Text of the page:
I have compared you, my love, To my filly among Pharaoh́s chariots (Song of Solomon 1:9)

Does it mean he was using chariots of Pharaoh or Pharaoh was using his horse?

King James Version says “a company of horses” without saying “my” before, so it seems the horses don't belong to the man:

I have compared thee, O my love, to a company of horses in Pharaoh's chariots.

But that's not correct translation. The original hebrew text says ססתי (susati), which means “my company of horses”, not סוסה (susah), which means just “a company of horses” as it is in KJV

Your head crowns you like Mount Carmel, And the hair of your head is like purple; A king (melech) is held captive by your tresses (Song of Solomon 7:5)

Why doesn't it say "the king", ha-melech like here:

"The king (ha-melech) has brought me into his chambers" (1:4)

Because of the fragrance of your good ointments, Your name is ointment (שמן shemen) poured forth (תורק turaq); Therefore the virgins love you (Song of Solomon 1:3)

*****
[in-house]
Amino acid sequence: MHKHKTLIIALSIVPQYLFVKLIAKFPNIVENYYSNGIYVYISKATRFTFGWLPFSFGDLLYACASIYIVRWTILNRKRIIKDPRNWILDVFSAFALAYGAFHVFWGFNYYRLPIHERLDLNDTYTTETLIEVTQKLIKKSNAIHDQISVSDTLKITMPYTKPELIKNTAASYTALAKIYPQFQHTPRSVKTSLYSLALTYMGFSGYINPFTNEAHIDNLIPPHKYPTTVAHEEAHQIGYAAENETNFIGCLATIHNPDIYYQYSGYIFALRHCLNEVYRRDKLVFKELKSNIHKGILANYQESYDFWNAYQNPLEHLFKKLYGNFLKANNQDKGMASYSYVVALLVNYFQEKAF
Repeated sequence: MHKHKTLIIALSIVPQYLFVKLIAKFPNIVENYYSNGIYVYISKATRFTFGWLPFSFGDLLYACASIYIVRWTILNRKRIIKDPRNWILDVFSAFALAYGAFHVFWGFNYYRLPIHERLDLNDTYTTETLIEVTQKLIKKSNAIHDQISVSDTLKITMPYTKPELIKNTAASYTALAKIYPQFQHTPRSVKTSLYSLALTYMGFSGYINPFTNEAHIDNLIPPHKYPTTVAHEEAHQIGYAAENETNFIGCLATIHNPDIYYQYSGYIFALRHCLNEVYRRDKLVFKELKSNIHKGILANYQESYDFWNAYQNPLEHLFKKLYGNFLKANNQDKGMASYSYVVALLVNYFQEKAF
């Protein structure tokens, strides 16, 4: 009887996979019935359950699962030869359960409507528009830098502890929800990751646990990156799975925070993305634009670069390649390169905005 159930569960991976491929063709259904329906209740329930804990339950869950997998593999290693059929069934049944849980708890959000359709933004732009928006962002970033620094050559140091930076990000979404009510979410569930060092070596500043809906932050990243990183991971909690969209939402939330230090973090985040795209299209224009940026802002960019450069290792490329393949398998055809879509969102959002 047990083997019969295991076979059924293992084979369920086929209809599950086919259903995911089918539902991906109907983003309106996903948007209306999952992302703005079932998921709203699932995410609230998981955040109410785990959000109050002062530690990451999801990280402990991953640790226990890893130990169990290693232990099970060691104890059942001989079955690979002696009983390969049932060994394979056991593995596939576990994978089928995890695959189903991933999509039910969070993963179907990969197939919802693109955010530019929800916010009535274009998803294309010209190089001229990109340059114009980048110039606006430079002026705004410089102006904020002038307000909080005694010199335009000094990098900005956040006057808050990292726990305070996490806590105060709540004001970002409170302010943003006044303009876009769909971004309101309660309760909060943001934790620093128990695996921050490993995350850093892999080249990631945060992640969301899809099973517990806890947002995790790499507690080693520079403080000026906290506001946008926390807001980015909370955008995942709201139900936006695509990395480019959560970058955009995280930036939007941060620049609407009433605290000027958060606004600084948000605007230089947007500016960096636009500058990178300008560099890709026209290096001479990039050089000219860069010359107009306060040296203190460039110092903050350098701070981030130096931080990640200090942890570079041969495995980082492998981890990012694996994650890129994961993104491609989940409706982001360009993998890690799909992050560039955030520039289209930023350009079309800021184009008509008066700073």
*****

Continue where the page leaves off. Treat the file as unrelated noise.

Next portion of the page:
According to BibleHub, תורק (turaq) is a feminine verb while שמן (shemen) is a masculine noun. Why is it like that? Shouldn't they have same gender?

1 Answer 1


On your first question regarding לְסֻסָתִי֙: Modern translations seem to be agreed that we are dealing with a singular horse, thus rejecting the Authorised version and the Vulgate. However, there is no such consensus on whether it is "my" mare or "a" mare with the NIV and the ESV both saying "a". what appears to be happening is that the age and poetic form of the book makes it a little ambiguous what is the case. The translators then look at the context and since the speaker having a horse in Pharaoh's chariots does not make sense then "a mare" is used instead.

On your second regarding the difference between הַמֶּ֜לֶךְ and מֶּ֜לֶךְ:

The reason for the difference is because הַמֶּ֜לֶךְ (the king) is referring to a particular king - Solomon. It is narrative - whether or not it actually occurred - of the Woman being taken by the King into his chambers.

In 7:5 in contrast we have a trio of descriptions that compliment the hair of the Woman. We have a hypothetical king who if he were to see her tresses would be captivated (on account of them crowning her head like Mt. Carmel and being like purple threads.)

I answer your third question here: Grammar question

References: https://biblehub.com/songs/1-9.htm https://biblehub.com/commentaries/songs/1-9.htm

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